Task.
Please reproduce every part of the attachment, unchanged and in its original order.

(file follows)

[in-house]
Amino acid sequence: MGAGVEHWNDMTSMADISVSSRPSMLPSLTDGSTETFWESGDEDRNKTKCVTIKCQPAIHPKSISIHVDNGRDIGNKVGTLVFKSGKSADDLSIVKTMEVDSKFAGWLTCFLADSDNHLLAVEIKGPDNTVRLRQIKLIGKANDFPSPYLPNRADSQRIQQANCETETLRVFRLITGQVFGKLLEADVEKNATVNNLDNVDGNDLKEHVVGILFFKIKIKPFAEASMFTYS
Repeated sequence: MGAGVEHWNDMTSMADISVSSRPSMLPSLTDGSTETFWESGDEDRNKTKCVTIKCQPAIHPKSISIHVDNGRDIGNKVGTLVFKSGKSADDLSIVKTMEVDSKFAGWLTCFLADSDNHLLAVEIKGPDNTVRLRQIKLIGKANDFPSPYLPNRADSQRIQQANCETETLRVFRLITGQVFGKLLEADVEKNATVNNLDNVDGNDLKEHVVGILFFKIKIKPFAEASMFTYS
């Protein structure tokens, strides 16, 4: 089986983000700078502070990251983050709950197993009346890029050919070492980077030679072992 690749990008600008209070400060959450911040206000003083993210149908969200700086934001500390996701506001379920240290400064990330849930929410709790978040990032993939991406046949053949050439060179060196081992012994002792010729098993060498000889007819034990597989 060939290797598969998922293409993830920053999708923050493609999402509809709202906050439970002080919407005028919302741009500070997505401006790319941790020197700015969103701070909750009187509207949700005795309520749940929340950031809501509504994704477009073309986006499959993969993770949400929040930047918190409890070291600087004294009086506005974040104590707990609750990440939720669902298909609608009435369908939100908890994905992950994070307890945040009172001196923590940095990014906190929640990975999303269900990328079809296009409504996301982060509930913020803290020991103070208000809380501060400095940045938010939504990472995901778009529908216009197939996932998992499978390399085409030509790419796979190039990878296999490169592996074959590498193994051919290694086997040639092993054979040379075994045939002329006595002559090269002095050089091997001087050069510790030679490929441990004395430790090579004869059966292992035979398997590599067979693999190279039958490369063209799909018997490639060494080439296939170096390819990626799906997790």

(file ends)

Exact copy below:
[in-house]
Amino acid sequence: MGAGVEHWNDMTSMADISVSSRPSMLPSLTDGSTETFWESGDEDRNKTKCVTIKCQPAIHPKSISIHVDNGRDIGNKVGTLVFKSGKSADDLSIVKTMEVDSKFAGWLTCFLADSDNHLLAVEIKGPDNTVRLRQIKLIGKANDFPSPYLPNRADSQRIQQANCETETLRVFRLITGQVFGKLLEADVEKNATVNNLDNVDGNDLKEHVVGILFFKIKIKPFAEASMFTYS
Repeated sequence: MGAGVEHWNDMTSMADISVSSRPSMLPSLTDGSTETFWESGDEDRNKTKCVTIKCQPAIHPKSISIHVDNGRDIGNKVGTLVFKSGKSADDLSIVKTMEVDSKFAGWLTCFLADSDNHLLAVEIKGPDNTVRLRQIKLIGKANDFPSPYLPNRADSQRIQQANCETETLRVFRLITGQVFGKLLEADVEKNATVNNLDNVDGNDLKEHVVGILFFKIKIKPFAEASMFTYS
């Protein structure tokens, strides 16, 4: 089986983000700078502070990251983050709950197993009346890029050919070492980077030679072992 690749990008600008209070400060959450911040206000003083993210149908969200700086934001500390996701506001379920240290400064990330849930929410709790978040990032993939991406046949053949050439060179060196081992012994002792010729098993060498000889007819034990597989 060939290797598969998922293409993830920053999708923050493609999402509809709202906050439970002080919407005028919302741009500070997505401006790319941790020197700015969103701070909750009187509207949700005795309520749940929340950031809501509504994704477009073309986006499959993969993770949400929040930047918190409890070291600087004294009086506005974040104590707990609750990440939720669902298909609608009435369908939100908890994905992950994070307890945040009172001196923590940095990014906190929640990975999303269900990328079809296009409504996301982060509930913020803290020991103070208000809380501060400095940045938010939504990472995901778009529908216009197939996932998992499978390399085409030509790419796979190039990878296999490169592996074959590498193994051919290694086997040639092993054979040379075994045939002329006595002559090269002095050089091997001087050069510790030679490929441990004395430790090579004869059966292992035979398997590599067979693999190279039958490369063209799909018997490639060494080439296939170096390819990626799906997790």